Coronaviruses are not new to the world. The common cold is a type of coronavirus, as are more serious illnesses like Severe Acute Respiratory Syndrome (SARS-CoV) and Middle East Respiratory Syndrome (MERS-CoV). These illnesses can remain within animal populations, although sometimes they can spread from animals to humans.
When a strain that previously only infected animals makes its way to humans, it’s known as a novel coronavirus. This is the case with COVID-19, which was first identified in a human host in Wuhan, China.
How COVID-19 Spreads
The main route of transmission for COVID-19 is person to person.
Transmission may result when an infected person coughs or sneezes and infected droplets are inhaled by another person. It’s also possible to come into contact with the virus on a surface or object, which is then passed on when a person touches his or her mouth, nose, or eyes.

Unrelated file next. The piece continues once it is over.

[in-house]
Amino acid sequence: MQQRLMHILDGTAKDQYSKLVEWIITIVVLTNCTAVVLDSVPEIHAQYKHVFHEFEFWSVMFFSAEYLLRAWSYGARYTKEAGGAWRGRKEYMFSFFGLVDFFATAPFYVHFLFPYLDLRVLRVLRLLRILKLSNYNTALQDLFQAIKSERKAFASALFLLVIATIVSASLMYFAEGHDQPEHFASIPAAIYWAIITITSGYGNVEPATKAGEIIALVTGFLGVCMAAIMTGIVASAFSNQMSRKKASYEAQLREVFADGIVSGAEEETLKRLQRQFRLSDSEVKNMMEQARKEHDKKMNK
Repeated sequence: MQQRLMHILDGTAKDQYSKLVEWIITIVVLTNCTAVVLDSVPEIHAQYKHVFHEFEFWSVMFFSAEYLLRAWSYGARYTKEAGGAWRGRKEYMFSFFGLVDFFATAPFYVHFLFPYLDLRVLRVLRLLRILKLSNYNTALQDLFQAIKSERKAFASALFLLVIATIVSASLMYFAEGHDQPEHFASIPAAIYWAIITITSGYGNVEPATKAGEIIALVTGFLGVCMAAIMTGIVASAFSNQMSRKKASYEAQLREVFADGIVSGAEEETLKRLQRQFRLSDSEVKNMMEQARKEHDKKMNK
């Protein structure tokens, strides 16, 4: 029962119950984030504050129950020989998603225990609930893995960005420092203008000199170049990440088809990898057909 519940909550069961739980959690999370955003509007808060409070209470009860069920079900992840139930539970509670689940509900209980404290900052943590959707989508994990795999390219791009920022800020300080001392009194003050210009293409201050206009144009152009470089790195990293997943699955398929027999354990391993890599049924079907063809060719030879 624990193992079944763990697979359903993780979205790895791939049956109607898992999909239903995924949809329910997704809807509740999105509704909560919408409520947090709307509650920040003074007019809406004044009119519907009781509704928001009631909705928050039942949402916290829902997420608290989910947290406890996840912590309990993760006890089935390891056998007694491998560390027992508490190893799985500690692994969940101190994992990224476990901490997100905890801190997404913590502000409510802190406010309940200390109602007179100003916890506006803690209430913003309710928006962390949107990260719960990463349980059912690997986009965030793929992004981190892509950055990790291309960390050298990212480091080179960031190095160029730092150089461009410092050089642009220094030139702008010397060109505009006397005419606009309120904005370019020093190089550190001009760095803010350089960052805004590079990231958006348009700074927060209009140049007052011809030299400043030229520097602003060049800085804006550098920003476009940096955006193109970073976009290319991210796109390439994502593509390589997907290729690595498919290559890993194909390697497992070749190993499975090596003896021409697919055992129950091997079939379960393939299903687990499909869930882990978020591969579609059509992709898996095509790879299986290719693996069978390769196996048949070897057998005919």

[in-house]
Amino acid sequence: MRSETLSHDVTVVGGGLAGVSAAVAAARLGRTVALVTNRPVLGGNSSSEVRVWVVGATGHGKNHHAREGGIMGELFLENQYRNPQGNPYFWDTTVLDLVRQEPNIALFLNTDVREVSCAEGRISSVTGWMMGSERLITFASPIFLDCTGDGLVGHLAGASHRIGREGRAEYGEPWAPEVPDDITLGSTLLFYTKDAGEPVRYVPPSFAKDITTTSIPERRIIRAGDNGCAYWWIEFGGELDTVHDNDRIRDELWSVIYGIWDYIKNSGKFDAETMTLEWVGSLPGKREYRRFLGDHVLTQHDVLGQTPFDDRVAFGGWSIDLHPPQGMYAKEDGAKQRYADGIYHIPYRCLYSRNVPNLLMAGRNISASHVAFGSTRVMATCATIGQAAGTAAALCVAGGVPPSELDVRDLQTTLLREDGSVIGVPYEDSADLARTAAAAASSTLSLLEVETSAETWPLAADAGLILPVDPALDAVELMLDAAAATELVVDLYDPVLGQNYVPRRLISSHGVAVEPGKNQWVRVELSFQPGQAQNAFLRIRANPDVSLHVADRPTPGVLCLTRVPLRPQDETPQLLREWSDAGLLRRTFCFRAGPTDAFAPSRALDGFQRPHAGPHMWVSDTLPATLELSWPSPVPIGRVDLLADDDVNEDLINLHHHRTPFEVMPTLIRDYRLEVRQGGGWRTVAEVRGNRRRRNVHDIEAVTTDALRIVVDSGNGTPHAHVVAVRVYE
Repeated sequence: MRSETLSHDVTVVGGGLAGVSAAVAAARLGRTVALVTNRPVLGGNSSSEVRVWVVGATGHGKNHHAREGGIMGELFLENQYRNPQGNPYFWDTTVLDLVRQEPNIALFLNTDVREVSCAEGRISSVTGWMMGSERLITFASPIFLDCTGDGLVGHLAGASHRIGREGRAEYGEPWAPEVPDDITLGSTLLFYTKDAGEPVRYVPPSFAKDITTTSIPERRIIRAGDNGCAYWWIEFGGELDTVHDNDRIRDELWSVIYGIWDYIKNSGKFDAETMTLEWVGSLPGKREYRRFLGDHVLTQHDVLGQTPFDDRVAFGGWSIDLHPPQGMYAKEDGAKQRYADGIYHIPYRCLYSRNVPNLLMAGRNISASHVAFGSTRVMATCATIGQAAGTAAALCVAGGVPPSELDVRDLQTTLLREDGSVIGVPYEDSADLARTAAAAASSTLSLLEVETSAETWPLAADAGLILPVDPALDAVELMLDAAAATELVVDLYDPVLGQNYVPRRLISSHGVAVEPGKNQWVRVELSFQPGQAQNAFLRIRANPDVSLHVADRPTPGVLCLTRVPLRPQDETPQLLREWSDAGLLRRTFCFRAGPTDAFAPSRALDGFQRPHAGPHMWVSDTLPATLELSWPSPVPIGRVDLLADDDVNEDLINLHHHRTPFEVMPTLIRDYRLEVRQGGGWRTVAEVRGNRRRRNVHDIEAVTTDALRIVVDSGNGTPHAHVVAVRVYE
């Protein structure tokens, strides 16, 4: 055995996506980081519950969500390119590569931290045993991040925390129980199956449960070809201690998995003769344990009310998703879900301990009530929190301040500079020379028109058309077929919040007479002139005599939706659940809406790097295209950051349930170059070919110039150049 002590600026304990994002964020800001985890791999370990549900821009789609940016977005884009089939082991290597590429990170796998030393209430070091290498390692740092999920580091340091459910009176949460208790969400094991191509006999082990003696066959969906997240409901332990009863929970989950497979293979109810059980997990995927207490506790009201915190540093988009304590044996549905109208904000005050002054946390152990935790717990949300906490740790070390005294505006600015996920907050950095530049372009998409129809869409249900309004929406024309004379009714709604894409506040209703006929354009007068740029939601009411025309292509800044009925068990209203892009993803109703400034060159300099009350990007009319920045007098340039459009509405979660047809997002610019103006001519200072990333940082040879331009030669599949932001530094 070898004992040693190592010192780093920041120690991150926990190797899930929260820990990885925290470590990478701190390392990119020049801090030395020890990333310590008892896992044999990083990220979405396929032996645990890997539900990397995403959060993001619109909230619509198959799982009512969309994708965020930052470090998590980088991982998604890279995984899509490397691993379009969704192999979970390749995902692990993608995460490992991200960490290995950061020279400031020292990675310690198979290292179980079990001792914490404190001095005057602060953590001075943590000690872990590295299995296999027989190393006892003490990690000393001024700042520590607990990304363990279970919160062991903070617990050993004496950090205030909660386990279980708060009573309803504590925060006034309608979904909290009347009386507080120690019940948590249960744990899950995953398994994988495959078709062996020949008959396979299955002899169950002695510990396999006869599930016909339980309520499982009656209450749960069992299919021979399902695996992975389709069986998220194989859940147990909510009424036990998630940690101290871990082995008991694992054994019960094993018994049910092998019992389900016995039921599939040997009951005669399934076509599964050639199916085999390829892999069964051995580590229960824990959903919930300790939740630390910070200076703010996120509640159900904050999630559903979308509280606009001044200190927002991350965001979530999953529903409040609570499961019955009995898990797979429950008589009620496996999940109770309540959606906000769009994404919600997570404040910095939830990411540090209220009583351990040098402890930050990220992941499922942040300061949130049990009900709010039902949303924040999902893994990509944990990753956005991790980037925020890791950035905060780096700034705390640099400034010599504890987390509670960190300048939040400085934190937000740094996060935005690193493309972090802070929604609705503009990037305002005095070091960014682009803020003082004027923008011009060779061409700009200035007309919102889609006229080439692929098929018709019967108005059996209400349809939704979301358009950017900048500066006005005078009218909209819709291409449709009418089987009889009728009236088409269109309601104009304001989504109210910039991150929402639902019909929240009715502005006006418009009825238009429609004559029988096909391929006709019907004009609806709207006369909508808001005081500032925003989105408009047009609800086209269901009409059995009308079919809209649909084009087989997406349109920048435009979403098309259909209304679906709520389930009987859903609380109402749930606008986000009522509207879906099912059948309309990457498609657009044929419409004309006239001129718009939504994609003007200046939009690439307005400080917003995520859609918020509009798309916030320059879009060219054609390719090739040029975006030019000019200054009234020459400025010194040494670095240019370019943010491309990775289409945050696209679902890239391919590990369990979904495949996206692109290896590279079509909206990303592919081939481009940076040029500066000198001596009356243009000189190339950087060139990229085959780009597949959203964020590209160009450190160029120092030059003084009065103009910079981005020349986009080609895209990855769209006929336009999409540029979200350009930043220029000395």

The virus is considered highly contagious due to how easily it spreads from person to person. Spread is most likely when a person is symptomatic, and symptoms of COVID-19 include coughing, problems breathing/shortness of breath, and fever. Pneumonia, severe respiratory issues, and organ failure are also symptoms of COVID-19, which can be fatal depending on the health of the person who’s ill.
Recommendations If Infection Is Suspected
The Centers for Disease Control and Prevention (CDC) urge self-quarantine if a person is experiencing the above symptoms and is considered at risk for COVID-19 (such as by coming into contact with an infected person or recently traveling to a country with a high infection rate).
While medical treatment may be necessary, there is a growing fear that hospitals and clinics will be at capacity while dealing with suspected cases. Also, testing supplies are not always readily available, which makes it difficult for medical staff to distinguish legitimate cases from the non-legitimate ones.